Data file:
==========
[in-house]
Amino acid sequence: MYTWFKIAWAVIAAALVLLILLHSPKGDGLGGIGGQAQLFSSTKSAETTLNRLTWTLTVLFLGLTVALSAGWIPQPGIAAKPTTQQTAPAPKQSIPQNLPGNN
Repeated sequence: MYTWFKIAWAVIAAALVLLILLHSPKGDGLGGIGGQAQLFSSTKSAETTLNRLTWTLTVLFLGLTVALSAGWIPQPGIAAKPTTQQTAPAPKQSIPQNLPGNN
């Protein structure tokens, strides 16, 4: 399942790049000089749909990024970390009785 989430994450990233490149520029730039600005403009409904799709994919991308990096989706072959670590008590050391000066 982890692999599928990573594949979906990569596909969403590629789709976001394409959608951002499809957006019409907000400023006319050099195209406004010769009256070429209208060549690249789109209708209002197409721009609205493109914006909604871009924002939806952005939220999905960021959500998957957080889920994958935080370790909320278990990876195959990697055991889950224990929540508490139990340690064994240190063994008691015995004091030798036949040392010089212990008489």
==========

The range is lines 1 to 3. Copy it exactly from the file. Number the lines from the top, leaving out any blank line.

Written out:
[in-house]
Amino acid sequence: MYTWFKIAWAVIAAALVLLILLHSPKGDGLGGIGGQAQLFSSTKSAETTLNRLTWTLTVLFLGLTVALSAGWIPQPGIAAKPTTQQTAPAPKQSIPQNLPGNN
Repeated sequence: MYTWFKIAWAVIAAALVLLILLHSPKGDGLGGIGGQAQLFSSTKSAETTLNRLTWTLTVLFLGLTVALSAGWIPQPGIAAKPTTQQTAPAPKQSIPQNLPGNN